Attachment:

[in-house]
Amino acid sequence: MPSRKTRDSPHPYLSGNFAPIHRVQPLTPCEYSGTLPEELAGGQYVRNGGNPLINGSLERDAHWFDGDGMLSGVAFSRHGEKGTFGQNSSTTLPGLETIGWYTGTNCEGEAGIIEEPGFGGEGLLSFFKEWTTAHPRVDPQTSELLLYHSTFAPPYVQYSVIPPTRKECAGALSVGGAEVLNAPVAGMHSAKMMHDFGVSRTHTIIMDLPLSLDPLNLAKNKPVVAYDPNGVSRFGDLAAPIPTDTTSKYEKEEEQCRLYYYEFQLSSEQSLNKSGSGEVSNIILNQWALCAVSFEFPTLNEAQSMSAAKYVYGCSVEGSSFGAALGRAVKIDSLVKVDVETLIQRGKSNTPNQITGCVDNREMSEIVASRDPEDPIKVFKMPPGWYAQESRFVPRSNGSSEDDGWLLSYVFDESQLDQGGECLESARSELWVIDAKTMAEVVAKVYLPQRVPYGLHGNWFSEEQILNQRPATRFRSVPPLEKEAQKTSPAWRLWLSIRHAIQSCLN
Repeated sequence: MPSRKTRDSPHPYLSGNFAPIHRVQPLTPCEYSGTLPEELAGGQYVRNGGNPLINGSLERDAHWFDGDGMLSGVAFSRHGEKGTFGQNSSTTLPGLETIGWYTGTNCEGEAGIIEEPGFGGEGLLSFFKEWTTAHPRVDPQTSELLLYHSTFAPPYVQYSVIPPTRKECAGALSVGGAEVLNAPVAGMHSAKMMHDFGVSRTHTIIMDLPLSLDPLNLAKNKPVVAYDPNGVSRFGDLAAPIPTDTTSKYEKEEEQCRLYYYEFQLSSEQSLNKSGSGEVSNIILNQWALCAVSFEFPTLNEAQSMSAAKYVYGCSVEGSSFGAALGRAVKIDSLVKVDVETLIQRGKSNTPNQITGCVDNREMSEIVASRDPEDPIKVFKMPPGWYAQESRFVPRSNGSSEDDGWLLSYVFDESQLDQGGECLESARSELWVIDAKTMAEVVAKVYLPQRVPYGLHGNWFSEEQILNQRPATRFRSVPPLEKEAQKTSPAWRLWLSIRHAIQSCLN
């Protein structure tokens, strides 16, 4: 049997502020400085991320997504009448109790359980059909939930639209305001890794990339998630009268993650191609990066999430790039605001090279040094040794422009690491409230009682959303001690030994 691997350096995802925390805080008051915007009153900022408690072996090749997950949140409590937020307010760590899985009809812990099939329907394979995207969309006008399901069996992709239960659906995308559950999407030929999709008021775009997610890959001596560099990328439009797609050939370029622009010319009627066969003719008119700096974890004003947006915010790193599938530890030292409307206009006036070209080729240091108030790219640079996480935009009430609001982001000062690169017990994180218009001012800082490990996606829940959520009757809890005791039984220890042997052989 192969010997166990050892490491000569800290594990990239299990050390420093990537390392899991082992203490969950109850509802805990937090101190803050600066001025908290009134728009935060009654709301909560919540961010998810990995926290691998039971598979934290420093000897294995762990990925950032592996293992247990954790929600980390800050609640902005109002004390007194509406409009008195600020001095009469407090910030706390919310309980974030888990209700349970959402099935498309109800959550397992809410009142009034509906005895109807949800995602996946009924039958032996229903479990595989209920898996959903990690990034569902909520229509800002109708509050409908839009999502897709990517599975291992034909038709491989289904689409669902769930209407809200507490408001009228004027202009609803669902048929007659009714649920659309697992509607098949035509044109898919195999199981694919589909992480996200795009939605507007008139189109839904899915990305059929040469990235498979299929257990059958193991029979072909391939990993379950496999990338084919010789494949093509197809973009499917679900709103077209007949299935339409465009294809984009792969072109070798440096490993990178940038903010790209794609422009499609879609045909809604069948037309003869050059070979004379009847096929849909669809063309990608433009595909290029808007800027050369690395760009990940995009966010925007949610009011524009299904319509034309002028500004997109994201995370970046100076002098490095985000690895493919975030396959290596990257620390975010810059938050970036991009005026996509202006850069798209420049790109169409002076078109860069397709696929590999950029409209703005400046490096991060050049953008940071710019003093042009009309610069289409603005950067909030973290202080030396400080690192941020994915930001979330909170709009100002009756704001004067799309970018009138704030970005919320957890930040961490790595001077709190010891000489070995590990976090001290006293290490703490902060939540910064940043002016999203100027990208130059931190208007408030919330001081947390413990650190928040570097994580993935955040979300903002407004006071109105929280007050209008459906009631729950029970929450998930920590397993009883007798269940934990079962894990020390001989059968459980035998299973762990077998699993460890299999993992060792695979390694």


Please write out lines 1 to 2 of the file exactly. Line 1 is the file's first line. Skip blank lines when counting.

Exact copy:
[in-house]
Amino acid sequence: MPSRKTRDSPHPYLSGNFAPIHRVQPLTPCEYSGTLPEELAGGQYVRNGGNPLINGSLERDAHWFDGDGMLSGVAFSRHGEKGTFGQNSSTTLPGLETIGWYTGTNCEGEAGIIEEPGFGGEGLLSFFKEWTTAHPRVDPQTSELLLYHSTFAPPYVQYSVIPPTRKECAGALSVGGAEVLNAPVAGMHSAKMMHDFGVSRTHTIIMDLPLSLDPLNLAKNKPVVAYDPNGVSRFGDLAAPIPTDTTSKYEKEEEQCRLYYYEFQLSSEQSLNKSGSGEVSNIILNQWALCAVSFEFPTLNEAQSMSAAKYVYGCSVEGSSFGAALGRAVKIDSLVKVDVETLIQRGKSNTPNQITGCVDNREMSEIVASRDPEDPIKVFKMPPGWYAQESRFVPRSNGSSEDDGWLLSYVFDESQLDQGGECLESARSELWVIDAKTMAEVVAKVYLPQRVPYGLHGNWFSEEQILNQRPATRFRSVPPLEKEAQKTSPAWRLWLSIRHAIQSCLN